First Minister Nicola Sturgeon has announced that Scotland will enter a national lockdown.

As of midnight tonight, it will now be a legal requirement for people to stay at home unless for essential travel.

Speaking at Holyrood, Ms Sturgeon said: "I can confirm now, in summary, that we decided to introduce from tomorrow, for the duration of January, a legal requirement to stay at home except for essential purposes. This is similar to the lockdown of March last year."

The First Minister added: "Indeed, it is no exaggeration to say that I am more concerned about the situation we face now than I have been at any time since March last year."

The decision comes as cases of Covid-19 have dramatically risen across the country, with 1,905 new positive cases announced today.

Here's the key points from today's announcement:

Stay at home message

From tomorrow, if you live in a Level 4 area you cannot leave your home except for an essential purpose - much like back in March.

This means when you do go out, stay as close to home as possible and stay away from crowded places.

And it remains the case that no-one is allowed to travel into or out of Scotland unless it is for an essential purpose.

Schools will stay closed

Nicola Sturgeon confirmed that schools will stay closed until February 1 for the majority of pupils.

The change will apply to all pupils - except vulnerable children, and children of key workers. And it includes nursery schools, as well as primary and secondary schools.

Ms Sturgeon said: "I want to be clear that it remains our priority to get school buildings open again for all pupils as quickly as possible and then keep them open.

"However, right now, two factors mean that it is not consistent with a safety-first approach for all children to attend school in person.

"First, the overall level of community transmission is too high. We need to get transmission down before schools can safely reopen. A period of online learning will also, in turn, help us do that.

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"The second reason is that there is still significant uncertainty about the impact of the new variant on transmission amongst young people.

"We, therefore, have to adopt a cautious approach.

"So most pupils will be learning online for at least the rest of the month."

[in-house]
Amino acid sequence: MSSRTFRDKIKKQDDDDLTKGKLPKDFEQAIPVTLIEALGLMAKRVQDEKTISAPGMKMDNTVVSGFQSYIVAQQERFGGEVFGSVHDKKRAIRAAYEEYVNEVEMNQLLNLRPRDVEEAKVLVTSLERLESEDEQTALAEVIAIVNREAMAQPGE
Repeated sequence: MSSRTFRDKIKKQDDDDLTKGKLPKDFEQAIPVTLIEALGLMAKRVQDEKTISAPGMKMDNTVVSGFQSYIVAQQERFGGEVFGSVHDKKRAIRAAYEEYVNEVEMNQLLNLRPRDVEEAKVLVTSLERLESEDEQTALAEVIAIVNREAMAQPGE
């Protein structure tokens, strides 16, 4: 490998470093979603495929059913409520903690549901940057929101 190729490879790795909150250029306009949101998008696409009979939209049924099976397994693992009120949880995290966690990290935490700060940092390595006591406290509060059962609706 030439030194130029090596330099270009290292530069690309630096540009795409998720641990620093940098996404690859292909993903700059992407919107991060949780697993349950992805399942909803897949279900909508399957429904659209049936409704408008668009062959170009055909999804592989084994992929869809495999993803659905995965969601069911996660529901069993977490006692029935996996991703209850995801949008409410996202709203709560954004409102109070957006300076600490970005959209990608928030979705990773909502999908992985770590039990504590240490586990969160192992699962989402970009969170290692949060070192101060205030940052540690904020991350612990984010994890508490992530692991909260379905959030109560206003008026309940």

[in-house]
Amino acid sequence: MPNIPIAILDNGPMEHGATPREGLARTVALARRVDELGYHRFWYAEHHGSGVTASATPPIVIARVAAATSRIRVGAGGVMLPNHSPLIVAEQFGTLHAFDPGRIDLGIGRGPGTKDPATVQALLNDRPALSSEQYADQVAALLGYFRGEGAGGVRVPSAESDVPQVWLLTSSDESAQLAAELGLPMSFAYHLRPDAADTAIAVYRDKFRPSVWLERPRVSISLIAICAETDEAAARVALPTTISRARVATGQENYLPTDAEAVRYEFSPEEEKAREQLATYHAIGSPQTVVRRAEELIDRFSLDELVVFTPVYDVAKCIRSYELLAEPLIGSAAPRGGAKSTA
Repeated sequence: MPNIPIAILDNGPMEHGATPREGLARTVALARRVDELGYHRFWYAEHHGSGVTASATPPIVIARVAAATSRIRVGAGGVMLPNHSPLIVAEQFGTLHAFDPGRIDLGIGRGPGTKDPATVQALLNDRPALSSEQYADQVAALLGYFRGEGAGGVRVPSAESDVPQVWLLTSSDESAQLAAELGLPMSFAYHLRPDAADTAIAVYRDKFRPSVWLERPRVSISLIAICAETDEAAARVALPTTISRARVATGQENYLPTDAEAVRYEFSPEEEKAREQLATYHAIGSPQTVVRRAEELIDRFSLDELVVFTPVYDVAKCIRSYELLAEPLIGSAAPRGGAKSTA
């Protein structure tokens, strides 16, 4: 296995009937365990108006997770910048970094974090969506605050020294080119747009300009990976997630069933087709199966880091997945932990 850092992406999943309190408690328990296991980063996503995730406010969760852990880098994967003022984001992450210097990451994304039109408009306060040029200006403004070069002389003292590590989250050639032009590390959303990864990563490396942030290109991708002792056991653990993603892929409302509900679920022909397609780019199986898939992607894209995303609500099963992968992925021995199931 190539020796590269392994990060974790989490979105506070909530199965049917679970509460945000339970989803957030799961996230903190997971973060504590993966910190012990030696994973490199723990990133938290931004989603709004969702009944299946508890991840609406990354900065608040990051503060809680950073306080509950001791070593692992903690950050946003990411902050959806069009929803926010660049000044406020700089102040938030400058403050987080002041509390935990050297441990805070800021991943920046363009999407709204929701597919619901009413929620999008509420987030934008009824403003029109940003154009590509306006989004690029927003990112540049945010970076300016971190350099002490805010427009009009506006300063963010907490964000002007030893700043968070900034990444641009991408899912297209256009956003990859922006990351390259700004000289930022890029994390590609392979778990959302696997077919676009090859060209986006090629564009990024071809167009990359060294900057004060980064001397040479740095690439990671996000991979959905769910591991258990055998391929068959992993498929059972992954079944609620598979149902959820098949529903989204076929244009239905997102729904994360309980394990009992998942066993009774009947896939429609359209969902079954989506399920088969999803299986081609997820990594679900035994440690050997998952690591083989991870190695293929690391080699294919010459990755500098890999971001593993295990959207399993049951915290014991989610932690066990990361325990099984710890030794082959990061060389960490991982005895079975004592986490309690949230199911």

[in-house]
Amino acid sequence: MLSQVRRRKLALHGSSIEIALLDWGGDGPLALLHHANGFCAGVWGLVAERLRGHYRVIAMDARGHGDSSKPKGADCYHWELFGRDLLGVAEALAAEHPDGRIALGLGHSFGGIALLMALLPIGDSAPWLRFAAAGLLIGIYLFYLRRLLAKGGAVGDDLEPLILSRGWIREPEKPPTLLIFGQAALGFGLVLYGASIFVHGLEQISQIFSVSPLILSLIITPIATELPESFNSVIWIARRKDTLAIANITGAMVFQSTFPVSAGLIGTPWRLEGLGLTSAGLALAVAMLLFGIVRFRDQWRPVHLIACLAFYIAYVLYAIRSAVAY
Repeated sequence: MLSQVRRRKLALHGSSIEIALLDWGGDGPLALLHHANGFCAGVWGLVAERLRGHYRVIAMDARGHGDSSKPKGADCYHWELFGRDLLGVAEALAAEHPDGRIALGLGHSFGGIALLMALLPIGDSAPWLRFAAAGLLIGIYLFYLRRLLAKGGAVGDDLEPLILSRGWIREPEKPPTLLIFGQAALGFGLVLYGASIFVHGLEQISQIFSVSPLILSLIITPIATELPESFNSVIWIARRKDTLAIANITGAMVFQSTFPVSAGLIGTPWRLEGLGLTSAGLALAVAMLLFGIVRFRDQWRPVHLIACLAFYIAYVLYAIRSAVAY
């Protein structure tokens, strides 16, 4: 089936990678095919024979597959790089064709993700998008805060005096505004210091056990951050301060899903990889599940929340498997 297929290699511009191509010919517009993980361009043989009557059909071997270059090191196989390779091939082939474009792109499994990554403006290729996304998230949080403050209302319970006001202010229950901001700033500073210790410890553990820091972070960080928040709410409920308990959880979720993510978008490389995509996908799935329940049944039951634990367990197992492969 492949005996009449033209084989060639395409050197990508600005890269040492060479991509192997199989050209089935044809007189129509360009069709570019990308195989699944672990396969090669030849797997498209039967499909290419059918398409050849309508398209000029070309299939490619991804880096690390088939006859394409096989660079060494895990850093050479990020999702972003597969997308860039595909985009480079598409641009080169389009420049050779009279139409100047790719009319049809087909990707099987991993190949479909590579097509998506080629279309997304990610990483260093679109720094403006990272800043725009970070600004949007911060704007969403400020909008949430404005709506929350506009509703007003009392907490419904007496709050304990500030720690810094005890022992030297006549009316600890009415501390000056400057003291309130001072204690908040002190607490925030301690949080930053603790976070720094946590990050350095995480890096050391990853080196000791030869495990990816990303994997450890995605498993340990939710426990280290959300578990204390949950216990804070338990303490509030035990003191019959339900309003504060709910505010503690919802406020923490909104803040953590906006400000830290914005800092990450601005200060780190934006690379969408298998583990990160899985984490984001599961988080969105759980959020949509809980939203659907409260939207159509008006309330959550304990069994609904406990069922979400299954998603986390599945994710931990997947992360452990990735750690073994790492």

This decision will be reviewed on January 18 whether they can return to school on February 1.

Meeting people outdoors

From tomorrow, the rule on outdoor gatherings will change.

Previously, up to six people from two households are able to meet outdoors. Given the greater transmissibility of this new variant, the Scottish Government will consider it necessary to restrict that further.

From tomorrow, a maximum of two people from up to two households will be able to meet outdoors.

Children aged 11 and under will not be counted in that limit, and they will also be able to play outdoors in larger groups, including in organized gatherings.

However, for everyone else – including 12 to 17-year-olds - outdoor exercise should only take place in a way which is consistent with the two people from two households rule.

Working from home

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Anyone who is able to work from home must do so.

It will only be a reasonable excuse to leave your home to go to work if that work cannot be done from home.

The Scottish Government are asking people and businesses to take this "really seriously" because the situation is at least as serious now as it was then.

The law already requires many businesses in certain sectors to close in Level 4.

Every business is being asked to look again at their operations and to make sure that every single function that can be done by people working at home, is being done in that way.

Shielding advice changes

If you were shielding and you cannot work from home, our clear advice now is that you should not go into work at all.

Hospitals near capacity

Nicola Sturgeon confirmed that the total number of Covid-19 patients in hospital is close to its April peak. 

In terms of hospital beds, NHS Ayrshire and Arran is currently at 96% of its Covid-19 capacity, and three other health boards - Borders, Greater Glasgow & Clyde and Lanarkshire - are above 60% of their capacity.

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The total number of patients in intensive care in Scotland is already above normal winter levels. Indeed, all mainland health boards have now exceeded their normal intensive care unit capacity.

And it is important to be clear that people who are in hospital and ICU now are likely to have been infected 10 days to two weeks ago.

Other restrictions will also come into effect including places of worship closing, no wakes, two-metre distancing in canteens and further premises closing.

The fortnightly review will not simply be a choice between opening and closing schools - we will always seek to maximise the number of pupils we can safely get back to classrooms and nurseries.

What help will be provided?

Grants are available for businesses required to close as a result of restrictions. That support is, in addition, to support through the UK wide furlough scheme.

The Scottish Government’s financial support for businesses during the pandemic currently totals more than £2.3 billion.

How can I report a rule breach?

You can report a breach taking part in Scotland by accessing the form here.

The form is for reporting breaches and is not meant for reporting emergencies with the police still advising members of the public to call 999 in an emergency. 

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